A judge has criticised a couple for spending over half a million pounds on family court proceedings. Lady Justice King began her judgment in the case in the Court of Appeal with the following: “This is yet another case where a highly educated couple with young children has engaged in lengthy, destructive and disproportionate legal proceedings. These disputes have continued for over five years with emotionally bruising and expensive litigation in relation to both money and the children of the marriage.
The present appeal is a second appeal in the financial remedy proceedings. The costs to date are in excess of £500,000. The only substantial asset in the case, a flat in Panama, has a net value of only £298,377. As a consequence, as the District Judge said in his first instance judgment: “There is no way that the parties’ comfortable lifestyle can be maintained. Much of this has been caused by the intolerable burden of costs”.
How often do we come across such cases, where the costs are out of all proportion to the value of the assets involved? If you are involved in family court proceedings, it is absolutely essential that you keep a check upon the costs that you are incurring, and that you do everything you can to resolve the matter without incurring excessive costs. You can read the full judgment in the case here.
In a remarkable case, the Family Court has allowed an appeal against a District Judge’s ruling, after finding that the District Judge’s conduct had ‘crossed the line’, creating a tense and confrontational environment, and alienating those appearing before her. The case concerned the care of a one-year-old child. The District Judge had made a care order, followed by a placement order to facilitate a care plan for the child’s adoption. She rejected the alternative option of placement with the maternal grandmother and maternal step-grandfather.
In the grounds for appeal, it was said that the District Judge’s improper conduct was exemplified by “blasphemous words, shouting, storming out of Court and general intemperate behaviour”. Reference was also made to her use of sarcasm, shaking with rage, and turning her chair away from the Court and sitting with her back to everyone for several seconds. Handing down judgment in the appeal, His Honour Judge Mark Rogers said that he was satisfied that these matters were all well-founded. As I say, a remarkable case, although I should mention that Judge Rogers did also say this:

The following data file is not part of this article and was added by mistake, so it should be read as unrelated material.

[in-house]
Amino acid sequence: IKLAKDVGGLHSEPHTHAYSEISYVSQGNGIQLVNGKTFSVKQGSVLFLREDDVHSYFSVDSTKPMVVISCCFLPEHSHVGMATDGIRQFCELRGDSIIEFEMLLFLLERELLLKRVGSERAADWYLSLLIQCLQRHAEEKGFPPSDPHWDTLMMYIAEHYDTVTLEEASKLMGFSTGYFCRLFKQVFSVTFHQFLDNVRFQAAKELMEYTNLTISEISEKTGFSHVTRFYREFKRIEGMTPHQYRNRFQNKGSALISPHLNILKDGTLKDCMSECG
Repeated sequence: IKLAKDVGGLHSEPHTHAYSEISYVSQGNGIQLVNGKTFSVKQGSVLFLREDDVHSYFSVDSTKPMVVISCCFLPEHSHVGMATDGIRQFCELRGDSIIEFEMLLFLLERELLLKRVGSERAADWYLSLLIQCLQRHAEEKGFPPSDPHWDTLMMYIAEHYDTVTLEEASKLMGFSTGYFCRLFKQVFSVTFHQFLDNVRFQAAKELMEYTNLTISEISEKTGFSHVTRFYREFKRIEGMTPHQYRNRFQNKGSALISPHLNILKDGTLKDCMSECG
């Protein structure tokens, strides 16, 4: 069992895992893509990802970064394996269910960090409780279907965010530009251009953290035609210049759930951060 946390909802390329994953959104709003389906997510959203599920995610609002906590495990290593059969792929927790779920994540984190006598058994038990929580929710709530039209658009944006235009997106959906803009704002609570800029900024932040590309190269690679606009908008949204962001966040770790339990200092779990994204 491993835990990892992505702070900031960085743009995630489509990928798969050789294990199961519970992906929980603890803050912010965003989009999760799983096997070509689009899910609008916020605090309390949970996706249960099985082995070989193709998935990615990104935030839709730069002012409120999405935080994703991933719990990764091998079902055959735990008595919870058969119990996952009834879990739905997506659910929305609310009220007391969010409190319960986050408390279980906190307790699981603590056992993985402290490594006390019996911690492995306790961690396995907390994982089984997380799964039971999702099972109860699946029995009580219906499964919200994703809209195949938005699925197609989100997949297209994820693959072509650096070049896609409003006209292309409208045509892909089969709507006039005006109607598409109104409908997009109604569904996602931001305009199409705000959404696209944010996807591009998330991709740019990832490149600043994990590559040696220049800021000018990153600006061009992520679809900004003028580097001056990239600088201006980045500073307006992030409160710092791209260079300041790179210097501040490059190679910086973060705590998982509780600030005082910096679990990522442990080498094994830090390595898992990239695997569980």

“It is worth remembering the pressures under which the judiciary at all levels operates. Public law or care work is enormously important and difficult. Family Judges, at all levels, make life-changing, profound decisions in relation to children on a virtually daily basis. Very often the subject matter underlying the cases is grim, highlighting the worst in human nature. The relentless and gruelling nature of the work for all involved, including Judges, can take its toll. My experience, however, is that there is not a single Judge or Magistrate undertaking this work whose aim is not to improve the lot and future of the child or children in question.”
You can read the full judgment here.
Bills lost again
And finally, the calling of a general election means that two important family law Bills have been lost. Again. Neither the Domestic Abuse Bill, which was to introduce a comprehensive package of measures to tackle domestic abuse, nor the Divorce, Dissolution and Separation Bill, which was to introduce a system of no-fault divorce, will complete its passage through Parliament before it is dissolved on the 6th of November.
The Bills were previously carried over when Parliament was prorogued for the Queen’s Speech, but I understand that Bills cannot be carried over twice. Accordingly, it would seem that we must hope that they are re-introduced by the next government when presumably they must both start over again from scratch. An extremely disappointing state of affairs.
Have a good weekend.
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